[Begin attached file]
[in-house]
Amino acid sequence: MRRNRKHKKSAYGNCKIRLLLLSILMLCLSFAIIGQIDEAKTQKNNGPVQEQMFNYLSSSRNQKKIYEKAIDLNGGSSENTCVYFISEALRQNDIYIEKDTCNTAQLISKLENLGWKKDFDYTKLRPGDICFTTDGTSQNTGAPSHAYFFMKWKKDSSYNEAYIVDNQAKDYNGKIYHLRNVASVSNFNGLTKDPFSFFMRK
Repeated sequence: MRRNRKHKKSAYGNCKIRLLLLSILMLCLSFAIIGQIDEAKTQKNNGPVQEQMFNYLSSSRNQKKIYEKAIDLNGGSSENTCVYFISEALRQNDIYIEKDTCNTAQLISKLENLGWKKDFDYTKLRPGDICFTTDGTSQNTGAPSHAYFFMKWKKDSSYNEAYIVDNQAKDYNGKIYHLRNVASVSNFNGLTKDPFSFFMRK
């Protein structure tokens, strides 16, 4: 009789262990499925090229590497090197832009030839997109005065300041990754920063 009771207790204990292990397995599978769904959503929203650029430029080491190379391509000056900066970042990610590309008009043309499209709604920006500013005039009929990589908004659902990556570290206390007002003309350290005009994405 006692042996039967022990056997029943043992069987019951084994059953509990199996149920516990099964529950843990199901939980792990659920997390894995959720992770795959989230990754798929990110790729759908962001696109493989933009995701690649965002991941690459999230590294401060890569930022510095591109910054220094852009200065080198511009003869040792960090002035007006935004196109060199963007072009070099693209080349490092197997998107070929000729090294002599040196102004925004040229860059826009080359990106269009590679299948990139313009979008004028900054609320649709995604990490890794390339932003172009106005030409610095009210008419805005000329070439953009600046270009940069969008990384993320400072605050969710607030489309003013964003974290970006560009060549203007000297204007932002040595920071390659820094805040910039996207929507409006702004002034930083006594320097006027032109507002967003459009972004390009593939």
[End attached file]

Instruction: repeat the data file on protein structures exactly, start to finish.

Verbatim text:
[in-house]
Amino acid sequence: MRRNRKHKKSAYGNCKIRLLLLSILMLCLSFAIIGQIDEAKTQKNNGPVQEQMFNYLSSSRNQKKIYEKAIDLNGGSSENTCVYFISEALRQNDIYIEKDTCNTAQLISKLENLGWKKDFDYTKLRPGDICFTTDGTSQNTGAPSHAYFFMKWKKDSSYNEAYIVDNQAKDYNGKIYHLRNVASVSNFNGLTKDPFSFFMRK
Repeated sequence: MRRNRKHKKSAYGNCKIRLLLLSILMLCLSFAIIGQIDEAKTQKNNGPVQEQMFNYLSSSRNQKKIYEKAIDLNGGSSENTCVYFISEALRQNDIYIEKDTCNTAQLISKLENLGWKKDFDYTKLRPGDICFTTDGTSQNTGAPSHAYFFMKWKKDSSYNEAYIVDNQAKDYNGKIYHLRNVASVSNFNGLTKDPFSFFMRK
């Protein structure tokens, strides 16, 4: 009789262990499925090229590497090197832009030839997109005065300041990754920063 009771207790204990292990397995599978769904959503929203650029430029080491190379391509000056900066970042990610590309008009043309499209709604920006500013005039009929990589908004659902990556570290206390007002003309350290005009994405 006692042996039967022990056997029943043992069987019951084994059953509990199996149920516990099964529950843990199901939980792990659920997390894995959720992770795959989230990754798929990110790729759908962001696109493989933009995701690649965002991941690459999230590294401060890569930022510095591109910054220094852009200065080198511009003869040792960090002035007006935004196109060199963007072009070099693209080349490092197997998107070929000729090294002599040196102004925004040229860059826009080359990106269009590679299948990139313009979008004028900054609320649709995604990490890794390339932003172009106005030409610095009210008419805005000329070439953009600046270009940069969008990384993320400072605050969710607030489309003013964003974290970006560009060549203007000297204007932002040595920071390659820094805040910039996207929507409006702004002034930083006594320097006027032109507002967003459009972004390009593939």